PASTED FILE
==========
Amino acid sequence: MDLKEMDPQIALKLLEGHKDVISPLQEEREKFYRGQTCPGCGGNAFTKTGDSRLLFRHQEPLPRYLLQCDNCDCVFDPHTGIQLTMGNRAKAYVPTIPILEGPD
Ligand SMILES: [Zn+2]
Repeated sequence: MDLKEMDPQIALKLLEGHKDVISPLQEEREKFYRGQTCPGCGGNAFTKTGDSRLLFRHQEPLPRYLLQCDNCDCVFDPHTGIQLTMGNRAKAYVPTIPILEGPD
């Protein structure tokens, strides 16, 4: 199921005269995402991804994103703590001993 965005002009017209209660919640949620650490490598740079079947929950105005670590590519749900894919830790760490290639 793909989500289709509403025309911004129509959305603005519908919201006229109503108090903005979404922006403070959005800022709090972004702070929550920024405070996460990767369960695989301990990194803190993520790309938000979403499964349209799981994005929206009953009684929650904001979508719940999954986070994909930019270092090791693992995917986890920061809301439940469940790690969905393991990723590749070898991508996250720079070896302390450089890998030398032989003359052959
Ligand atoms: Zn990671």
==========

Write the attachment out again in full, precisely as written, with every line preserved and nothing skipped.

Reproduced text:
Amino acid sequence: MDLKEMDPQIALKLLEGHKDVISPLQEEREKFYRGQTCPGCGGNAFTKTGDSRLLFRHQEPLPRYLLQCDNCDCVFDPHTGIQLTMGNRAKAYVPTIPILEGPD
Ligand SMILES: [Zn+2]
Repeated sequence: MDLKEMDPQIALKLLEGHKDVISPLQEEREKFYRGQTCPGCGGNAFTKTGDSRLLFRHQEPLPRYLLQCDNCDCVFDPHTGIQLTMGNRAKAYVPTIPILEGPD
């Protein structure tokens, strides 16, 4: 199921005269995402991804994103703590001993 965005002009017209209660919640949620650490490598740079079947929950105005670590590519749900894919830790760490290639 793909989500289709509403025309911004129509959305603005519908919201006229109503108090903005979404922006403070959005800022709090972004702070929550920024405070996460990767369960695989301990990194803190993520790309938000979403499964349209799981994005929206009953009684929650904001979508719940999954986070994909930019270092090791693992995917986890920061809301439940469940790690969905393991990723590749070898991508996250720079070896302390450089890998030398032989003359052959
Ligand atoms: Zn990671």